FLAHR - A pretty blossom on a plant. "There's many pretty flahrs at Phipps Conservatory."

GUMBANS - Pieces of soft elastic rubber used to keep trouser cuffs from catching in bicycle chains (rubber bands).

JAGGER - A sharp point, especially the thorns on a plant. "Watch, there's jaggers on that vine!"

KELLER - A visual sensation. "I hate that keller, but it's a nice car!"

NEBBY - Inquisitive. "That neighbor lady is really nebby!"

POP - Cherry, orange, or root beer beverages generally carbonated. "I'll have a burger, fries, and a pop."

REDD UP - Clean or tidy an area. "Quick, redd up the house before Mom gets home!"

SAMMITCH - Two pieces of bread with meat or peanut butter and jelly between them. "Mom makes the best sammitches!"

SLIPPY - Slippery. "Watch your step, the sidewahk's slippy today!"

STILLERS - Pittsburgh's 6-time Super Bowl winners. "Here we go, Stillers, here we go!"

WORSH - To wash, or the clothes which have been cleaned. "The worsh froze on the line so I'll have to defrost the shirt."

YUNZ - All of you. "Are all of yunz going to the game?"


HAVE AN AHRN! (Iron City - a local beer!)

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Response to MyOwnPeace (Reply #7)

Sat Apr 17, 2021, 04:00 PM

9. My dad grew up in Chicago, in Hyde Park. He said "warsh" and...

...window “seel/seal.”

After several moves, our family settled in Rochester, NY. It always sounded to me like he said “Rock-Chester.”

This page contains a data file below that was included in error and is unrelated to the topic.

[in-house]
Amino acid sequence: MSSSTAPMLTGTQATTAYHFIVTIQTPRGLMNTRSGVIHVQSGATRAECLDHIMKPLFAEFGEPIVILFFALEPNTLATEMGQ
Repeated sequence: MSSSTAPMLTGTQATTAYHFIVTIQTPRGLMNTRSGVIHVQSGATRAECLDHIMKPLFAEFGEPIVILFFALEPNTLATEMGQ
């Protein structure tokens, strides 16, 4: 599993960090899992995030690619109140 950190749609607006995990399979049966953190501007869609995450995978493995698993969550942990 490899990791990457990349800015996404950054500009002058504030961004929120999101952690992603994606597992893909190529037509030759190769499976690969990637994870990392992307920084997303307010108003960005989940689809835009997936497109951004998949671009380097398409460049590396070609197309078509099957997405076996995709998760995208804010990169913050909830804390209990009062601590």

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Response to 3catwoman3 (Reply #9)

Sat Apr 17, 2021, 04:08 PM

10. Things like that.....

give you a 'clue' - don't they!

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Response to MyOwnPeace (Reply #7)

Sat Apr 17, 2021, 04:25 PM

12. When I first moved to Arkansas I heard people using the phrase " war plowers".

I discovered that they were talking about wire pliers.

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Response to MyOwnPeace (Reply #7)

Sat Apr 17, 2021, 04:34 PM

14. You have solved an age old mystery for me...



My G'ram's family was from Ohio. Family name was Kendall, about 3 generations lived there.

She always said "red up the dishes" but I never could find the source of that.
And "worsh"

What's really interesting is her family moved to Seattle in 1906, when she was still quite young.
Washington state was always pronounced "Worshington".
I never knew why.

Added tid-bit...The Boeing Company, Washington' biggest employer for generations, was always called Boeings, by almost everyone I knew.

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Response to dixiegrrrrl (Reply #14)

Sat Apr 17, 2021, 04:48 PM

16. dixiegrrrl,

“Worsh “ is really Western PA talk. Any Ohioan who says that must either have relatives from western PA or moved from there. My mom used to say it, she was born in Monessen.